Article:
Skate or Die 

Skatepark of Memphis to close its doors; city considers building public skate parks.

About 200 skateboarders, BMX bikers, and in-line skaters zoom roller-rink-style around the Mid-South Fairgrounds' Youth Building Thursday afternoon. A crowd of onlookers, some clutching skateboards or perched on half-pipe ramps, snap photos or video with their camera phones.

They're here to show support for a free city skate park. The rally, organized by the City of Memphis Parks Department, drew about 450 skaters and bikers ranging from tweens with their mothers to men and women in their mid-40s.

Currently, the city has no public skate park, and its only private skate park, the Skatepark of Memphis, is closing its doors on May 5th after years of financial trouble.

"We've been talking about building a skate park for a number of years, but we've had a hard time gauging the need for one. It's hard to find skaters all in one place to see how many people would be willing to use it," says city parks director Cindy Buchanan.

Each skater or supporter is counted as they walk through the door Thursday. The city will use the total number to determine whether or not a skate park would be well-utilized.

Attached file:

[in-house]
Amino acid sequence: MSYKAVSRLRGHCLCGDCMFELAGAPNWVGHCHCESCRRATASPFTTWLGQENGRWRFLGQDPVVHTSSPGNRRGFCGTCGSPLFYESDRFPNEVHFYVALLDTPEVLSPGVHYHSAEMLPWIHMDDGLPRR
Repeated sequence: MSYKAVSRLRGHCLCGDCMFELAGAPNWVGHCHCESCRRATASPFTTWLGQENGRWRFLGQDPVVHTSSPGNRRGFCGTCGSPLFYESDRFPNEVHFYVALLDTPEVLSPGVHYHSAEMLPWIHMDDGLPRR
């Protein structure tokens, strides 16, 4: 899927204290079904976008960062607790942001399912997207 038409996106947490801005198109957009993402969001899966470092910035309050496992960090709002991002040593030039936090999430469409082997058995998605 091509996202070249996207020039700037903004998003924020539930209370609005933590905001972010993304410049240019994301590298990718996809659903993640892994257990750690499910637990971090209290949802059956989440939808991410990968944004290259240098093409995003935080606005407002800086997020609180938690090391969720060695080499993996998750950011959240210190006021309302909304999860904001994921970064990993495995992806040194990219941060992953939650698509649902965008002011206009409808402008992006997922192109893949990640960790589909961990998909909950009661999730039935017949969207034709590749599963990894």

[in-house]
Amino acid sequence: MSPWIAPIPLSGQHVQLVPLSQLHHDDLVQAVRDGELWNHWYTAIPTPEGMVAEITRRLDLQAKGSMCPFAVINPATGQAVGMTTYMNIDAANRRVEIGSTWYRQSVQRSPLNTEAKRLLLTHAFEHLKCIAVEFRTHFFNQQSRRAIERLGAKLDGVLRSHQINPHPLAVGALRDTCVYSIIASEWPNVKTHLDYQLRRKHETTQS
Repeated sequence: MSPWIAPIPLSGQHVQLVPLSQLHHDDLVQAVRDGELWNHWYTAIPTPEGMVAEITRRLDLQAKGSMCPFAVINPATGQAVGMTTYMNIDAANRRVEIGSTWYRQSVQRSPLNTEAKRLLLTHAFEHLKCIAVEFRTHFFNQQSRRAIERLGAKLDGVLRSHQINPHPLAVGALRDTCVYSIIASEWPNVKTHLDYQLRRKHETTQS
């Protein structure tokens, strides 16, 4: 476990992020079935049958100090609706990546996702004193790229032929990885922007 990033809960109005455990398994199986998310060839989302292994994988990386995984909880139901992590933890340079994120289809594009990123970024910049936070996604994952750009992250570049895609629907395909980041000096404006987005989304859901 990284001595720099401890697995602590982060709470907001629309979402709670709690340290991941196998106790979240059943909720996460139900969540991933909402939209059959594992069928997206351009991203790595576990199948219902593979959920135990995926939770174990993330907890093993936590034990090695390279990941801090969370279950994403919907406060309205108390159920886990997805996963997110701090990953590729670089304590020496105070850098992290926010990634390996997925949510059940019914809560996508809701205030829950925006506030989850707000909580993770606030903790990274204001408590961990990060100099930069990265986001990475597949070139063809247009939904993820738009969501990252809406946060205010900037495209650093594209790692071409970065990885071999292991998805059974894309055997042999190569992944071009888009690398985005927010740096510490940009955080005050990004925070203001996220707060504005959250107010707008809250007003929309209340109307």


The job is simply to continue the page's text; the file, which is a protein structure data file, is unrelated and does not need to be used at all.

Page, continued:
"Right now, skaters are out there causing damage to sidewalks and benches, but we know they're not trying to damage city infrastructure," Buchanan says. "They just want to have a good time, but they don't have anywhere to go."

Currently, the city is considering building a skate park downtown, on Mud Island, or possibly building several small skate parks inside neighborhood parks.

"Anywhere in the city limits would be fine with me," says Adam Key, who currently skateboards at the Skatepark of Memphis.

Located inside a large warehouse in Cordova, the Skatepark of Memphis has provided a place to skate since 2002.

"We can't handle the cost of running the park anymore — the insurance, the rent," says Skatepark owner Josh Lowery, clutching his board at the city rally. "This year, we've seen a decline in people willing to pay to skate. People want to get in free, and I agree that it should be free to skate."

The Skatepark of Memphis charges $10 for three hours of skating time.

"Closing is a bummer for me and all the kids who skate there, but we're trying to use the situation to gain support for a public park," Lowery says.

The Cordova Board Shop, a skating supply shop next door to the Skatepark of Memphis, will remain open but will move to a new location near the corner of Macon and Germantown Parkway. It is scheduled to re-open in June.

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